The video above is how the program would have worked had the serial connection not failed.

References
Compulsion Loops and the Digital Age: www.theatlantic.com/health/archive/2012/07/exploiting-the-neuroscience-of-internet-addiction/259820/?single_page=true
EasyPulse sensor website: www.emerginginvestigators.org/2013/04/the-effect-of-music-on-heart-rate/

Planet Wars

Final Project,Submission — Tags: , — priyaganadas @ 1:53 am

The idea of the project is to render fictional world of novel by using playing cards so that the content becomes interactive.
Planet wars is based on famous science fiction novel “Hitchhiker’s guide to the Galaxy” by Douglas Adams. It consists of 28 planet cards that have been described in the novel. Every card has a keyword that describes the key character of the planet or the people who live on the planet.

How to Play-
Two or more players shuffle and distribute the cards among themselves. Using the planet set that each player has they are supposed to create a story of how their planet would defeat opponent’s planet. This argument has to be counter argued by the opposite player. Whoever builds a better story wins.
How to see the fictional part and interact with the story-
These cards are put below a tablet which has a custom made application.
Cards have the artist’s rendering of the fictional world. The winner of the round gets to tap on the 3D render of opponent’s planet and blast it.
Once the planet is blasted, it is dead and the card can be used anymore. the augmented object is not seen anymore.

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Steps-
I tried multiple things before arriving at the final project described above. I think it’s important that I describe all the steps and learnings here-

1. I started with this idea of data sonification of an astronomy dataset. I looked at various dataets online and parsed a dataset of planet set and rise time from pittsburgh for a week, within pure data. After this step, I realised that I need to move to max msp in order to create better sound and more control on data.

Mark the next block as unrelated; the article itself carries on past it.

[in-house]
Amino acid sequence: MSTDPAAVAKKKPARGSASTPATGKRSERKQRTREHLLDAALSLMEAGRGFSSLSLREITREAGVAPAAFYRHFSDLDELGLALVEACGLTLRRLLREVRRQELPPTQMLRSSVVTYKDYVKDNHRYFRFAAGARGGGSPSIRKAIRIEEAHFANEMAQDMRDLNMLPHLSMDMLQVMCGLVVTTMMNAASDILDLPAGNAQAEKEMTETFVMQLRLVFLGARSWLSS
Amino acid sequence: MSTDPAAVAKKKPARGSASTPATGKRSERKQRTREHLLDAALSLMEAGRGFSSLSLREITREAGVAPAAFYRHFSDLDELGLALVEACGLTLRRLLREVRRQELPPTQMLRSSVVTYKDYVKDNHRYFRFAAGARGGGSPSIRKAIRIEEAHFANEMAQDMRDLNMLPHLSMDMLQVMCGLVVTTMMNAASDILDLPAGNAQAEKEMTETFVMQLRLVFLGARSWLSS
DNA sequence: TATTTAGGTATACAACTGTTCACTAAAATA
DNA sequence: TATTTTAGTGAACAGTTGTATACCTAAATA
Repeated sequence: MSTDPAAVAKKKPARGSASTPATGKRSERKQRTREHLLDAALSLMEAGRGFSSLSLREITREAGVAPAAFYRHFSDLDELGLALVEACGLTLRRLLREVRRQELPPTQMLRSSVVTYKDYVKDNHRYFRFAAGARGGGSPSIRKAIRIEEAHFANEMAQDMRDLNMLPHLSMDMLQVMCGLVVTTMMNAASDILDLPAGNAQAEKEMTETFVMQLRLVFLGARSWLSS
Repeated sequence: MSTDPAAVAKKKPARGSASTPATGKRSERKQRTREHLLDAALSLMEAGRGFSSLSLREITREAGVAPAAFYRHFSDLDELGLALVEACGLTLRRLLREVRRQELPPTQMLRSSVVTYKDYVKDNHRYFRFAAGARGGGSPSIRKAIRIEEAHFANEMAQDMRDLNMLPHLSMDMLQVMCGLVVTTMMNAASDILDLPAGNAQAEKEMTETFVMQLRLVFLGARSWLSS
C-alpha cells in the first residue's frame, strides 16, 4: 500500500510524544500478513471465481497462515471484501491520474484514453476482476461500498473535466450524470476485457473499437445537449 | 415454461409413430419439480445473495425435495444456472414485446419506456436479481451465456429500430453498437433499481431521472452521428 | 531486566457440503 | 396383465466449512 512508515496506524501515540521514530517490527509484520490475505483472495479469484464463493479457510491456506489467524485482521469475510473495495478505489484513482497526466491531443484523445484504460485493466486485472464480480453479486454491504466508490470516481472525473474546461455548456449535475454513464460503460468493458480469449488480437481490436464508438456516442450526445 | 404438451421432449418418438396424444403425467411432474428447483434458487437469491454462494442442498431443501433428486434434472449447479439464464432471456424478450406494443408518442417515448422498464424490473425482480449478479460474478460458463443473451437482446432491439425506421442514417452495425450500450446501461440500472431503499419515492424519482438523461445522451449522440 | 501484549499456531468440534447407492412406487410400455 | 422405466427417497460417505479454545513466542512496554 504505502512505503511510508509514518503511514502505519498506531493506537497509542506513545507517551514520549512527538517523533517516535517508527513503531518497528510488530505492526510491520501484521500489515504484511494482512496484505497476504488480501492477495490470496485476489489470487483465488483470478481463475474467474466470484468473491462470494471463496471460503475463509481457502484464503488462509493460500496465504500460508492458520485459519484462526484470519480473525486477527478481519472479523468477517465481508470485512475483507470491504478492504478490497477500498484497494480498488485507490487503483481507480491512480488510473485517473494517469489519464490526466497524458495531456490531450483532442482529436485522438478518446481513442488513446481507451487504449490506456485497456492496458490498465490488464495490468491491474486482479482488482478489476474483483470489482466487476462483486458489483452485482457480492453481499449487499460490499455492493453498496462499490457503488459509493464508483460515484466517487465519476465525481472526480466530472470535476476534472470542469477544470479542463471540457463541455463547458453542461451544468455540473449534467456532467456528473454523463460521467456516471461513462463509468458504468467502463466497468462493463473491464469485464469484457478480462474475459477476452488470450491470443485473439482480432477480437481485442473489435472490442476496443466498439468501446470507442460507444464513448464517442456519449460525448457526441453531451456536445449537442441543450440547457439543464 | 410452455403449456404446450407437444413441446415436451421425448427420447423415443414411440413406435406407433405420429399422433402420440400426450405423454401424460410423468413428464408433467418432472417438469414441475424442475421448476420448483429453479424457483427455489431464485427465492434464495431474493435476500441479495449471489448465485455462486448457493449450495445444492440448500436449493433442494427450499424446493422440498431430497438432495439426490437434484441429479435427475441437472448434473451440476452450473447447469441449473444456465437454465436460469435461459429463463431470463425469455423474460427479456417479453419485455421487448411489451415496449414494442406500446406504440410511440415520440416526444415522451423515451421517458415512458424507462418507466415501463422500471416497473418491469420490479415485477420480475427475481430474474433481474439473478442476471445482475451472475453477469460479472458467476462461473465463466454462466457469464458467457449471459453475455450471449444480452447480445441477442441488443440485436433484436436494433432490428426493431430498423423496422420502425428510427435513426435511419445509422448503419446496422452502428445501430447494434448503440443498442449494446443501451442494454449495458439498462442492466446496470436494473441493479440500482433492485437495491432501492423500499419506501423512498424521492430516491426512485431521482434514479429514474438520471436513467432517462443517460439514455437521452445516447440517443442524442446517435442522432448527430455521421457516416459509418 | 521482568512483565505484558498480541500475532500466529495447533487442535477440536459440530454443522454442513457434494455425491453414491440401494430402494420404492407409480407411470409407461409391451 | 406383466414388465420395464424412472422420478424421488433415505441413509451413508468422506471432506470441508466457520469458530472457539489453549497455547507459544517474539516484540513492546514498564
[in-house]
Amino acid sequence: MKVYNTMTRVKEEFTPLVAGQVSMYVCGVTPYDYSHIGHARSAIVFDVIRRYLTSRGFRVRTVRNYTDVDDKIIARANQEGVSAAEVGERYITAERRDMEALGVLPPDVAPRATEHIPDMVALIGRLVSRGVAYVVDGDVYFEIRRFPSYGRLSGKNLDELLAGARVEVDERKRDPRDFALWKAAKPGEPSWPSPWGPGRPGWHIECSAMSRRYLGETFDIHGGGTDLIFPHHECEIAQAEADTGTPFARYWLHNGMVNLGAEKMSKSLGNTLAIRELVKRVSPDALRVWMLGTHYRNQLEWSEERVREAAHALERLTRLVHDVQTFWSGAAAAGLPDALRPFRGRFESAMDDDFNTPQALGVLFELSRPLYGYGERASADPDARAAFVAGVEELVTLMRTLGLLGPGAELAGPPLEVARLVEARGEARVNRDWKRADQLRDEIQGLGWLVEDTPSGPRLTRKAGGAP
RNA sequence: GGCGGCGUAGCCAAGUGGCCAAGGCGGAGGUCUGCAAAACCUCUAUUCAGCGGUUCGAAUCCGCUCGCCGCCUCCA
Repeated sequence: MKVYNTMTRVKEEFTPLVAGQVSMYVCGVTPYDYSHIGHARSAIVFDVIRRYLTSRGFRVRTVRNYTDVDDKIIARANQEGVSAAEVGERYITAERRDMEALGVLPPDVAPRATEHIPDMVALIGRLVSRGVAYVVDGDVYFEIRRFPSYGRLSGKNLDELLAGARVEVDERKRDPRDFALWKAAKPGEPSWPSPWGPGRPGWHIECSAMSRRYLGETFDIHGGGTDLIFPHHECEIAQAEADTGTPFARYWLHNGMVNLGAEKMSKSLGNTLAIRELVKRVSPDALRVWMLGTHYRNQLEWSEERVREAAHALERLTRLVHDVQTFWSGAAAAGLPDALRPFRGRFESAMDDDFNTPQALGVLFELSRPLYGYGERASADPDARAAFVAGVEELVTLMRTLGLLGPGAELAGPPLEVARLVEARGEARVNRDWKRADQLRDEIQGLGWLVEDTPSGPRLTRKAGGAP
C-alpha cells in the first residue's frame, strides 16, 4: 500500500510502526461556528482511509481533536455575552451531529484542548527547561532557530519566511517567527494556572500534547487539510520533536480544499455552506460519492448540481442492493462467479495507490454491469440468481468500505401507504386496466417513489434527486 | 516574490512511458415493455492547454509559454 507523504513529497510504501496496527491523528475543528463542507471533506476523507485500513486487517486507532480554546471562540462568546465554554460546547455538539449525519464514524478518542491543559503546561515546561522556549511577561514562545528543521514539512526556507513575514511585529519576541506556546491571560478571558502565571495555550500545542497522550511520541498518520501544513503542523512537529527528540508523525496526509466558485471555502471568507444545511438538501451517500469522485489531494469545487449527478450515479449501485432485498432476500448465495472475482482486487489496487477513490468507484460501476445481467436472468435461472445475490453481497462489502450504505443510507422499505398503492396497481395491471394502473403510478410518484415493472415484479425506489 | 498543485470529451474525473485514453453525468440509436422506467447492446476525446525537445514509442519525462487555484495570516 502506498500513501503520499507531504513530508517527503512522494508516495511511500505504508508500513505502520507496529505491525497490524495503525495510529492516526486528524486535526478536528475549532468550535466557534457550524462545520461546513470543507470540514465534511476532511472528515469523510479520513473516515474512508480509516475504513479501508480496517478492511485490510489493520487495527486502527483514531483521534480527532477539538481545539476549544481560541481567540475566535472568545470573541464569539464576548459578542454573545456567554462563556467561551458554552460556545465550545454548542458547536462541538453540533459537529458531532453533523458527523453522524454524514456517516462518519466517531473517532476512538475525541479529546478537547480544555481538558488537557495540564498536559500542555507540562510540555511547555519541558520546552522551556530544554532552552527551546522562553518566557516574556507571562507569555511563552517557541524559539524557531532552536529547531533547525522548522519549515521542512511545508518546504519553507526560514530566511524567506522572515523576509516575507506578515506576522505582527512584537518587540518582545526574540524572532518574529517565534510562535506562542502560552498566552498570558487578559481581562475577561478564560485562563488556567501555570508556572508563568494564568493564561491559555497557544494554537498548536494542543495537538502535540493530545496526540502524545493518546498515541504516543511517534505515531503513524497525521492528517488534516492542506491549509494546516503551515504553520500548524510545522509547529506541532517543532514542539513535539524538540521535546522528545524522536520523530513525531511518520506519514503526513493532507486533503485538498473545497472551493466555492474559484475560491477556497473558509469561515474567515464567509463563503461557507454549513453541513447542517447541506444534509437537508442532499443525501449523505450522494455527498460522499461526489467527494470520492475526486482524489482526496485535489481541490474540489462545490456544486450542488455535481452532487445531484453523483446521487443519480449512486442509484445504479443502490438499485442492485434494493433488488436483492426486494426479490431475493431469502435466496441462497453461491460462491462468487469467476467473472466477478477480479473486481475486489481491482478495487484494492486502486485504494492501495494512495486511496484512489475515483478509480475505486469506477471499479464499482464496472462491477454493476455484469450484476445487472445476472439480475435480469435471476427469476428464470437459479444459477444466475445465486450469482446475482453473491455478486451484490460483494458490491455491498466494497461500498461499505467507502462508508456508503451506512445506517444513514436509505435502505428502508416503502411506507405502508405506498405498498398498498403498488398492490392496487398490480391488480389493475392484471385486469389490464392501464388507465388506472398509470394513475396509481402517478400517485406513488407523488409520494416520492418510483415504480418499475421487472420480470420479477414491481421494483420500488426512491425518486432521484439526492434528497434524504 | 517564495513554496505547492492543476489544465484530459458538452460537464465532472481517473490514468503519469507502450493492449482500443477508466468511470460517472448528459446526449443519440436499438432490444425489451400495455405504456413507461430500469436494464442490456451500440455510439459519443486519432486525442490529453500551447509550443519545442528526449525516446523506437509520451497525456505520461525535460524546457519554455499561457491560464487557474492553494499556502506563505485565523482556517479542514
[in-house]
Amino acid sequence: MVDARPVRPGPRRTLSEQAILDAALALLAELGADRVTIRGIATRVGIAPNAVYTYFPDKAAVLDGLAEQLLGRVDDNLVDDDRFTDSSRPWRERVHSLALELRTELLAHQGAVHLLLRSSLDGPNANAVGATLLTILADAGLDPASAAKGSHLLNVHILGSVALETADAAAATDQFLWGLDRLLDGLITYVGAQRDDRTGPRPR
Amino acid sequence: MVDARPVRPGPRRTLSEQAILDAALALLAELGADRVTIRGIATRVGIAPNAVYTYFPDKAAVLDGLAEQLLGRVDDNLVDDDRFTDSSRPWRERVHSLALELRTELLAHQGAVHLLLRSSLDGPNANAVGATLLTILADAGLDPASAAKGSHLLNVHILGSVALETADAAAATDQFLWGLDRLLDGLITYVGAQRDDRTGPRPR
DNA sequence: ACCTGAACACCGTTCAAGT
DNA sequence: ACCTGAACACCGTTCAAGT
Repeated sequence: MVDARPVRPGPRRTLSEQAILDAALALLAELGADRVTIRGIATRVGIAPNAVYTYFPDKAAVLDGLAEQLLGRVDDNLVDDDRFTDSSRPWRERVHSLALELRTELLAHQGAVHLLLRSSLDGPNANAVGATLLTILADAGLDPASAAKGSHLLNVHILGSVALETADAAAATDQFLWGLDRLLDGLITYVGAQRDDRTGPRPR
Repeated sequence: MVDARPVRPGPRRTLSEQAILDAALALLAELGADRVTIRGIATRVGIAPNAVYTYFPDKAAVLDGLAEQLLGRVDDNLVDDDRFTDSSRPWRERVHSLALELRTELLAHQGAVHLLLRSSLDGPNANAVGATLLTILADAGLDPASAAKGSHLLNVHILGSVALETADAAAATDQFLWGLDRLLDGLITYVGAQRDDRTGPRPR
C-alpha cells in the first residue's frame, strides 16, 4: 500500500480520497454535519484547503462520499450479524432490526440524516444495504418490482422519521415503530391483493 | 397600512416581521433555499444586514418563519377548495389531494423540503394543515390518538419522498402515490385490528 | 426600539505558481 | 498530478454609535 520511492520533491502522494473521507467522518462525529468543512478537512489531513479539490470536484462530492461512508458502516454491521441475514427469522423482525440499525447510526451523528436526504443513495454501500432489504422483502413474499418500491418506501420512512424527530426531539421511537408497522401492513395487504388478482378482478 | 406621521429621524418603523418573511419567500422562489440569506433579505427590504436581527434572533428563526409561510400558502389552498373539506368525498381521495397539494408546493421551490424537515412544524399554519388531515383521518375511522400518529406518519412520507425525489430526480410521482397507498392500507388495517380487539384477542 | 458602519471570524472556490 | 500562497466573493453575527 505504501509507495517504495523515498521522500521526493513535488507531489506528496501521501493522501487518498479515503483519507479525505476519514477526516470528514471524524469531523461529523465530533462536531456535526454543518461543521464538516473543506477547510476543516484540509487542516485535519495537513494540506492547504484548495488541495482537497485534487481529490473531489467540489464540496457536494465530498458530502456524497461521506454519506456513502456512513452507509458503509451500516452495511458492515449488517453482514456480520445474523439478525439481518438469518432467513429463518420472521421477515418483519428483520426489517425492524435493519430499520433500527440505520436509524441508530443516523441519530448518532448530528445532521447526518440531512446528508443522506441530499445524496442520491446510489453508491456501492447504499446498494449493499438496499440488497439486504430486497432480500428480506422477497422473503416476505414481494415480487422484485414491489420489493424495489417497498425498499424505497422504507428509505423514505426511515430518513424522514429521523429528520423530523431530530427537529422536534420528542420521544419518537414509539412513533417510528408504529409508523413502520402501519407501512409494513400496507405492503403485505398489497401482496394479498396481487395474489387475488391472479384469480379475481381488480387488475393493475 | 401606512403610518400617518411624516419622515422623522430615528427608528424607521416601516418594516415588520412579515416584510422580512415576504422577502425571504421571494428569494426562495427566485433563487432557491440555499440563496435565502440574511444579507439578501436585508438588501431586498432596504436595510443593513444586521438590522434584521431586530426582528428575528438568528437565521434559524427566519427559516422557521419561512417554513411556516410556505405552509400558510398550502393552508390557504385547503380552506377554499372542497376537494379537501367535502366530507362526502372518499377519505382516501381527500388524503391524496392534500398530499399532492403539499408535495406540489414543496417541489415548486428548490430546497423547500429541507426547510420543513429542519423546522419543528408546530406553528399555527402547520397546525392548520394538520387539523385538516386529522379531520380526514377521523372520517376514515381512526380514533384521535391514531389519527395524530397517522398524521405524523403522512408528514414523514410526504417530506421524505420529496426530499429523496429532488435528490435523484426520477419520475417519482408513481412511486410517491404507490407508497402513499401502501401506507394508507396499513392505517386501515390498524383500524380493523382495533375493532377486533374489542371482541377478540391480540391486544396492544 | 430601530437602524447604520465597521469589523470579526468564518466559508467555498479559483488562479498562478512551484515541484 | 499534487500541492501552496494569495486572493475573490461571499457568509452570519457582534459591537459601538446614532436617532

2. I started working with max msp, I set up max with ableton and kinect so that body gestures of a human skeleton can be tracked. This is the video demo of music generated when a person moves infront of kinect.
The music is currently changing in relation to hand movement.

3. After this step, I dived deep into finding the correct dataset for sonification. I came across following video and I read more about deep field image taken by hubble telescope over ten days.

Every dot in this image is a galaxy.
I was inspired by this image and I decided to recreate the dataset inside unity. Aim was to build the deep field image world in unity and using kinect to give the ability to move through this simulation.

Here is how it looks

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4. I got feedback from the review that the simulation wasn’t interactive enough. Also, there wasn’t enough user experience and immersion. We also happened to visit the galley space where the final exhibit was going to take place. All of this made me realise that I should use all the skills I learned till this point of time to create something fun and playful. That’s when I thought about developing Planet Wars.

Learning
1. I learned to parse dataset in pure data and work with sounds
2. I got introduced to Max and ableton and made my first project work on both of these platforms.
3.The technology used for the final project is- Unity 3D game engine.